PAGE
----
When my Spring Break plans were falling to pieces around me, my mom offered me the trip of a lifetime – 10 days in Paris! I had been there before and have since fallen completely in love with the city anytime of year. True, this was not your typical college senior’s Spring Break – instead of a sunny beach in the Caribbean, I was to be visiting Medieval churches and photography exhibits – armed with an old school camera and 5 rolls of black and white film, I figured anything I could possibly be doing would be fifty times more glamorous if I were to do it in Paris!
Having been to Paris a few times in the past, this time, the typical tourist attractions were not my draw. Instead, my mom, sister and I went to the lesser known Cathedral of St. Denis where all the kings and queens, including Marie-Antoinette and Louis XVI and dating all the way back to the 6th century, are buried. This cathedral, named after Saint Denis, a martyr who is rumored to have lost his head in Montmartre, and then, posthumously picked his head up carrying it to the location of this current cathedral saying that there was where he wanted to be buried – oh those martyrs! The tomb of Marie-Antoinette and Louis the XVI is heartbreaking as their epitaph is an image of the two of them kneeling in purgatory as punishment for their sins.
Second, we took the high-speed TGV train to a very small medieval town called Le Mans. The cathedral there is absolutely stunning and the town is so lovely and even has a few small museums, including one named after Queen Berengaria widow of Richard the Lionheart, all of which are open to the public for free on Sundays. The church even puts on an amazing light show called La Nuit des Chimères, during the summer where images of angels playing instruments seem to dance over the background of the cathedral’s buttressed rear facade.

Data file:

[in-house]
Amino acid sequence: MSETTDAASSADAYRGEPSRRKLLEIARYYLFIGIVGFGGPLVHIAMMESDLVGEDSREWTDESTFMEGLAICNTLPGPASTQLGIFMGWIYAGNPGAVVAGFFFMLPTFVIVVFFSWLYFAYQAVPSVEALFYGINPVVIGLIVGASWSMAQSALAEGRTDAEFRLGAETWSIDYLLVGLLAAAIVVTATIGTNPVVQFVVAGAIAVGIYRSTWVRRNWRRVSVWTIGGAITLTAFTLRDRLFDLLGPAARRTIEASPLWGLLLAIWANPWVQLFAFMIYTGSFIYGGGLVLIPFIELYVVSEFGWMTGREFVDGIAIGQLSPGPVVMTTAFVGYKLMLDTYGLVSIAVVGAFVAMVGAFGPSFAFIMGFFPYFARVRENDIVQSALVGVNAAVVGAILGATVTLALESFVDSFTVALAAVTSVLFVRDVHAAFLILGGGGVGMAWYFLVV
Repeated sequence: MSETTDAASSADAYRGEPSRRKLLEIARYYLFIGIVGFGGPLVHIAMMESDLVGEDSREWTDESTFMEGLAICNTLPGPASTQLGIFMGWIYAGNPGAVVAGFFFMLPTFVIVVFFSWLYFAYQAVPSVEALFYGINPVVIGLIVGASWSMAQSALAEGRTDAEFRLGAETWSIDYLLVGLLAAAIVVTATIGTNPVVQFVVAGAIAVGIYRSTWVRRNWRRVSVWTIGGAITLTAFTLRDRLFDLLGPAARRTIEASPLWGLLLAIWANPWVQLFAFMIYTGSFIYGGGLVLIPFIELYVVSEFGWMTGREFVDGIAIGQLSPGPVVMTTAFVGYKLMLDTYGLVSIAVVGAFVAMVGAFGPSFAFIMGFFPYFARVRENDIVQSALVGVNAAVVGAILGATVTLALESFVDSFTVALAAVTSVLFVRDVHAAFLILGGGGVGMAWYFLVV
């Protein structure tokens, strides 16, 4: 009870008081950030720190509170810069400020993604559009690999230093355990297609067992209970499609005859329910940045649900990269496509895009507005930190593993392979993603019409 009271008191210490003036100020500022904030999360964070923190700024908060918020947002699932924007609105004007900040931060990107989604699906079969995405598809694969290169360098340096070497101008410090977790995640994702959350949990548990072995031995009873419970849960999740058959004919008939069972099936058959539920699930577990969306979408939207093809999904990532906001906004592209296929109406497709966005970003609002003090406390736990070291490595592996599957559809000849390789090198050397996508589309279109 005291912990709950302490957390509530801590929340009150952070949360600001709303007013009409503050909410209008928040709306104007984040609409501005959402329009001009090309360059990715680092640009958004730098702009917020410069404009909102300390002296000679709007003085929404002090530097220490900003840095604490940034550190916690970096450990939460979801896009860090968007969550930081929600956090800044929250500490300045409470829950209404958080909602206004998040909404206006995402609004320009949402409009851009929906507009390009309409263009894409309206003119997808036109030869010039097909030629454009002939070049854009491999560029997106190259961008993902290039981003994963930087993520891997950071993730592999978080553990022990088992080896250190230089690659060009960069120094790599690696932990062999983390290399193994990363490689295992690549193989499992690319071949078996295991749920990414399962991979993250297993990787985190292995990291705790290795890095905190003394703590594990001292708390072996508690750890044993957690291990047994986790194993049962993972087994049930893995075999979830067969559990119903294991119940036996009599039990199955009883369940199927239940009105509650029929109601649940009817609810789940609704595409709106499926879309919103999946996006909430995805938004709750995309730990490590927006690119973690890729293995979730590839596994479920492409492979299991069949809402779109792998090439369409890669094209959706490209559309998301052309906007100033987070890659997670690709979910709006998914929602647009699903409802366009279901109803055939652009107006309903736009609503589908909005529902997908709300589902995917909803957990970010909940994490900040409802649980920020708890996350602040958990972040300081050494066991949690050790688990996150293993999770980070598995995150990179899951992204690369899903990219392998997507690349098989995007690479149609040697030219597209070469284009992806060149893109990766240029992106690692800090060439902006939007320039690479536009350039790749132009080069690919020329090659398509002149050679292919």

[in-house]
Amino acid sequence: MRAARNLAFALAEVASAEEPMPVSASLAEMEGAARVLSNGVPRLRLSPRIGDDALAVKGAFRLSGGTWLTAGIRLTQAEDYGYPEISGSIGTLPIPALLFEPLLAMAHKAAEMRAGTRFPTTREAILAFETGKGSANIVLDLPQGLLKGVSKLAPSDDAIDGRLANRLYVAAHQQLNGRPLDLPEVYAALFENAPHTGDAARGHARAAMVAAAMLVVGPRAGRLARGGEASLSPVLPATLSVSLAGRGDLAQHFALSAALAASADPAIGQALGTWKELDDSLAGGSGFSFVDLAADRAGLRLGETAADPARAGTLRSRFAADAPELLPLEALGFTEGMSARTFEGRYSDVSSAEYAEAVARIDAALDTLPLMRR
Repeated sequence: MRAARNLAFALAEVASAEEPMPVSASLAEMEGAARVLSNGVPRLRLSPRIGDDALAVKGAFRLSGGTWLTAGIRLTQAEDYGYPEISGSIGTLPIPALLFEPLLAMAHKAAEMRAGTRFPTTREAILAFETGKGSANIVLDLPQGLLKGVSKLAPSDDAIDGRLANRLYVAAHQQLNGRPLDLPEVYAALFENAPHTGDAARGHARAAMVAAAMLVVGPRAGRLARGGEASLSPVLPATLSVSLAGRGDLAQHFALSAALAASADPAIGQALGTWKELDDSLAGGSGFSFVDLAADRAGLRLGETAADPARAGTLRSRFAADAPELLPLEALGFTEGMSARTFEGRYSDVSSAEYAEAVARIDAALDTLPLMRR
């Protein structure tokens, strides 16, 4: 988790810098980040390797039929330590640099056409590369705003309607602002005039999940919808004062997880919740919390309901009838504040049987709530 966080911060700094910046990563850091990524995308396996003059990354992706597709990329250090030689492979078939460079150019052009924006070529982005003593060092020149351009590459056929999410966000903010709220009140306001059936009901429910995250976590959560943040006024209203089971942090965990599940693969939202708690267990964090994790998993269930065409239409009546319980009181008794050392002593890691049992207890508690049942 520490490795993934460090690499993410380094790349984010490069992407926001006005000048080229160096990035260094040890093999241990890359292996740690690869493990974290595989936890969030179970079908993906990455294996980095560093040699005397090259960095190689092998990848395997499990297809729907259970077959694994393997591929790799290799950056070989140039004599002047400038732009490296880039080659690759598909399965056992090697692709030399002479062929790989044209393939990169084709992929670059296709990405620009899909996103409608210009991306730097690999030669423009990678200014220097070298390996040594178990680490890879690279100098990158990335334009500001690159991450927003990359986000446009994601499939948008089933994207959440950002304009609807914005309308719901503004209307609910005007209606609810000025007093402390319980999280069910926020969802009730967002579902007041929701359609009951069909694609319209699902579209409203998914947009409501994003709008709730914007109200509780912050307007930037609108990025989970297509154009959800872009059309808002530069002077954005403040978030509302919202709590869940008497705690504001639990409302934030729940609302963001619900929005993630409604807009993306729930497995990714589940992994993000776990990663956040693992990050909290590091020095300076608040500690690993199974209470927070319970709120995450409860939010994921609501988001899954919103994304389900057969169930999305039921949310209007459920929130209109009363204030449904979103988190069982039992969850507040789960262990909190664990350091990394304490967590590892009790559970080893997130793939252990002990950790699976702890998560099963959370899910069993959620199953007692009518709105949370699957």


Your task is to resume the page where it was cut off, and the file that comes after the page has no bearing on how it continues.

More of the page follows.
Over the next few days we got to do a number of off the beaten path things such as seeing an amazing photo exhibit called Paris inondé 1910. An extremely comprehensive exhibit that displayed pictures of Paris, looking much more like Venice, when it found itself under about 30 feet of water when the Seine was flooded for 3 weeks back in January of 1910.
We also took a tour of the famous Paris Opera House, the Palais Garnier, that has an elaborately decorated interior dating to the late 1800s and a psychedelically painted ceiling dating to 1964. We went to Versailles to see the palace and play in Marie-Antoinette’s “Epcot,” or Hamlet, created just for her as an escape from royal life where she could play house with her friends as a little Dutch milkmaid. After seeing the famed Crown of Thorns in an elaborate ceremony in Notre Dame Cathedral that takes place every Friday in Lent and the first Friday of every month, we communed with the gargoyles when we climbed to the top of Notre Dame to get a better view of Paris from about 100ft up.
Everything was so much fun, but I mean come on you can’t go to Paris and not check out the Louvre right? But how about going to the Louvre post-7pm on a Friday when it’s free for students under 26? That was something I had never done before and is actually only a recent addition to the Louvre’s normally scheduled hours of operation. Wandering around and visiting with my favorite sculptures like Antonio Canova’s Cupid and Psyche and Michelangelo’s Dying Slave and even paying a short visit to the Mona Lisa were all so much more pleasant with about 50% fewer people than normal! But what struck me the most were groups of young students wearing official Louvre t-shirts and standing in front of various paintings with close-ups of the images behind them.
Their shirts said, “Les jeunes ont la parole,” which means the youth have the floor. They were there specifically to give you background information about the painting you were looking at and answer any questions that you had. It was such a great idea because I know that I’ve had moments where I’m in a museum looking at a gorgeous painting and wishing that I could find out more about what I was looking at plenty of times in the past. Here the Louvre was helping out the visitors and giving them a more personal experience, and I was so proud that it was a large group of young adults that took on that responsibility! What a great and wonderfully intimate experience in a museum known to be one of the largest in the world.
When you travel, sometimes it pays to stay just a little bit off the beaten path!
Mary Baird CC’10